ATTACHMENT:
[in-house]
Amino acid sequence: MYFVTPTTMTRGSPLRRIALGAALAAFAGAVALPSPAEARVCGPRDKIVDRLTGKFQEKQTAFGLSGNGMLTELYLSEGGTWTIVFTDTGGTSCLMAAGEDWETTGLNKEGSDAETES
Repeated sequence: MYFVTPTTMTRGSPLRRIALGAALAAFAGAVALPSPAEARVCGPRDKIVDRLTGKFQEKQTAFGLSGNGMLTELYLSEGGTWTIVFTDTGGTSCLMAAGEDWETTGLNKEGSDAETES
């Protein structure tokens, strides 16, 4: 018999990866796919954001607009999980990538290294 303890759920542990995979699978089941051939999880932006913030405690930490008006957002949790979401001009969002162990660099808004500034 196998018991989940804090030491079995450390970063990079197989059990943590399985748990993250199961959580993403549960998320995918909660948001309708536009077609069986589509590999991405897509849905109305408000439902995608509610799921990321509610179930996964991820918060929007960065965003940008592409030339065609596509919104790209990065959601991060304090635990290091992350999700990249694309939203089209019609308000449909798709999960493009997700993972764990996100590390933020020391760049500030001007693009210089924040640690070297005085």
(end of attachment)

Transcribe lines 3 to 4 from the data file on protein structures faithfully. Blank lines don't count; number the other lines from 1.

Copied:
Repeated sequence: MYFVTPTTMTRGSPLRRIALGAALAAFAGAVALPSPAEARVCGPRDKIVDRLTGKFQEKQTAFGLSGNGMLTELYLSEGGTWTIVFTDTGGTSCLMAAGEDWETTGLNKEGSDAETES
């Protein structure tokens, strides 16, 4: 018999990866796919954001607009999980990538290294 303890759920542990995979699978089941051939999880932006913030405690930490008006957002949790979401001009969002162990660099808004500034 196998018991989940804090030491079995450390970063990079197989059990943590399985748990993250199961959580993403549960998320995918909660948001309708536009077609069986589509590999991405897509849905109305408000439902995608509610799921990321509610179930996964991820918060929007960065965003940008592409030339065609596509919104790209990065959601991060304090635990290091992350999700990249694309939203089209019609308000449909798709999960493009997700993972764990996100590390933020020391760049500030001007693009210089924040640690070297005085």